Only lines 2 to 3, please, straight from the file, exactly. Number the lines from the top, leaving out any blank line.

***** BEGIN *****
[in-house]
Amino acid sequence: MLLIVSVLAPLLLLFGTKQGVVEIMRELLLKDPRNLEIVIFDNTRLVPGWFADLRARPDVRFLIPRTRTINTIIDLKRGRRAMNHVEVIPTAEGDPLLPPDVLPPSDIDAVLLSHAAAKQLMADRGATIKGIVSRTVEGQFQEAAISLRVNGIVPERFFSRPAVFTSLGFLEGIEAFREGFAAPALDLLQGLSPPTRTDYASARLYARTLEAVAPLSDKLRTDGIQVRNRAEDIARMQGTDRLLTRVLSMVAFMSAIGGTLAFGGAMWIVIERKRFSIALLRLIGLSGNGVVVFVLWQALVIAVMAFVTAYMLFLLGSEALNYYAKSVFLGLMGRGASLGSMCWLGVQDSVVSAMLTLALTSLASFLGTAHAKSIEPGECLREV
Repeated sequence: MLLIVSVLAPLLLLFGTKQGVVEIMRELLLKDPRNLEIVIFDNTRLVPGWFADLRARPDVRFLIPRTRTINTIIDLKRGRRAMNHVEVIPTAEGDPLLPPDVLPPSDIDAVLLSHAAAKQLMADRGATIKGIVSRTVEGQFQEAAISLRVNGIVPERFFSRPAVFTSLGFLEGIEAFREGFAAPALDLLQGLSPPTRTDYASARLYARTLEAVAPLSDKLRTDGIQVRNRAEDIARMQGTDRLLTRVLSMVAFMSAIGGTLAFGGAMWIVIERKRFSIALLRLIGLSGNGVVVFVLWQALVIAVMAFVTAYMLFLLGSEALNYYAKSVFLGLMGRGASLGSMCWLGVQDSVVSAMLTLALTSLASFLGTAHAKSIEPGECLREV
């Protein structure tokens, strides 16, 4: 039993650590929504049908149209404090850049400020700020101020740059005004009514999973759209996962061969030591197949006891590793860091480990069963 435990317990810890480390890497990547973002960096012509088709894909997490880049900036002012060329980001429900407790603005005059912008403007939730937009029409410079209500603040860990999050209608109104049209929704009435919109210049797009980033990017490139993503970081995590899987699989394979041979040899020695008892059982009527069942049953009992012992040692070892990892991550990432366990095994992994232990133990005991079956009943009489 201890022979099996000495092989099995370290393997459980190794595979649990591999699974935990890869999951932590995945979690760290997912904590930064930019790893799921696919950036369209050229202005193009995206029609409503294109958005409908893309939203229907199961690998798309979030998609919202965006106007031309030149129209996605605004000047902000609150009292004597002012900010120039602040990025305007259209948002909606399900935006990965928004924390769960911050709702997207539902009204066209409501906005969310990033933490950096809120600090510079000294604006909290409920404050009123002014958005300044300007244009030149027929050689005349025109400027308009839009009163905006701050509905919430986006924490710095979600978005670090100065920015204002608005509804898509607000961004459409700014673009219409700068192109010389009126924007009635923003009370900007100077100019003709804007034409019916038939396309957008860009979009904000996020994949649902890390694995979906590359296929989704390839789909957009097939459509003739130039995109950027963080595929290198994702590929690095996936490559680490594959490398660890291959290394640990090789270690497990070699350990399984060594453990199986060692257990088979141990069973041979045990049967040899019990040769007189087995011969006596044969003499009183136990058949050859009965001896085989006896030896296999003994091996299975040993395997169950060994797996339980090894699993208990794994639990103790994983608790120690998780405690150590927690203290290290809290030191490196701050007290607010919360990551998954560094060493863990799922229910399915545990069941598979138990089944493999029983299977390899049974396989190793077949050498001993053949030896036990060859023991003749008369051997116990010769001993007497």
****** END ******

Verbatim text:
Amino acid sequence: MLLIVSVLAPLLLLFGTKQGVVEIMRELLLKDPRNLEIVIFDNTRLVPGWFADLRARPDVRFLIPRTRTINTIIDLKRGRRAMNHVEVIPTAEGDPLLPPDVLPPSDIDAVLLSHAAAKQLMADRGATIKGIVSRTVEGQFQEAAISLRVNGIVPERFFSRPAVFTSLGFLEGIEAFREGFAAPALDLLQGLSPPTRTDYASARLYARTLEAVAPLSDKLRTDGIQVRNRAEDIARMQGTDRLLTRVLSMVAFMSAIGGTLAFGGAMWIVIERKRFSIALLRLIGLSGNGVVVFVLWQALVIAVMAFVTAYMLFLLGSEALNYYAKSVFLGLMGRGASLGSMCWLGVQDSVVSAMLTLALTSLASFLGTAHAKSIEPGECLREV
Repeated sequence: MLLIVSVLAPLLLLFGTKQGVVEIMRELLLKDPRNLEIVIFDNTRLVPGWFADLRARPDVRFLIPRTRTINTIIDLKRGRRAMNHVEVIPTAEGDPLLPPDVLPPSDIDAVLLSHAAAKQLMADRGATIKGIVSRTVEGQFQEAAISLRVNGIVPERFFSRPAVFTSLGFLEGIEAFREGFAAPALDLLQGLSPPTRTDYASARLYARTLEAVAPLSDKLRTDGIQVRNRAEDIARMQGTDRLLTRVLSMVAFMSAIGGTLAFGGAMWIVIERKRFSIALLRLIGLSGNGVVVFVLWQALVIAVMAFVTAYMLFLLGSEALNYYAKSVFLGLMGRGASLGSMCWLGVQDSVVSAMLTLALTSLASFLGTAHAKSIEPGECLREV